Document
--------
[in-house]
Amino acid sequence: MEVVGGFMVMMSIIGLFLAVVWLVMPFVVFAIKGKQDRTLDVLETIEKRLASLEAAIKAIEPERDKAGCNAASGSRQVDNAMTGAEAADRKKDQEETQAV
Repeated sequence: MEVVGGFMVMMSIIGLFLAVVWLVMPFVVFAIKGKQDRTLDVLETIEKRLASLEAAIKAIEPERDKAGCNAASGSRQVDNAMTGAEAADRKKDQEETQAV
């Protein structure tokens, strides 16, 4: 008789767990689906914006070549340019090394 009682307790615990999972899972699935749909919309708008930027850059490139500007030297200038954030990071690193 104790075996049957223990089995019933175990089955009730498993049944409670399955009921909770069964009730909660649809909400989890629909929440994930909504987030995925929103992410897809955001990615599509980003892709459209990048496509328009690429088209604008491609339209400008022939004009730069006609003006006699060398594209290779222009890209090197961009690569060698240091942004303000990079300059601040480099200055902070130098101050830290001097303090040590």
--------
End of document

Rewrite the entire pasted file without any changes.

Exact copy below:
[in-house]
Amino acid sequence: MEVVGGFMVMMSIIGLFLAVVWLVMPFVVFAIKGKQDRTLDVLETIEKRLASLEAAIKAIEPERDKAGCNAASGSRQVDNAMTGAEAADRKKDQEETQAV
Repeated sequence: MEVVGGFMVMMSIIGLFLAVVWLVMPFVVFAIKGKQDRTLDVLETIEKRLASLEAAIKAIEPERDKAGCNAASGSRQVDNAMTGAEAADRKKDQEETQAV
């Protein structure tokens, strides 16, 4: 008789767990689906914006070549340019090394 009682307790615990999972899972699935749909919309708008930027850059490139500007030297200038954030990071690193 104790075996049957223990089995019933175990089955009730498993049944409670399955009921909770069964009730909660649809909400989890629909929440994930909504987030995925929103992410897809955001990615599509980003892709459209990048496509328009690429088209604008491609339209400008022939004009730069006609003006006699060398594209290779222009890209090197961009690569060698240091942004303000990079300059601040480099200055902070130098101050830290001097303090040590």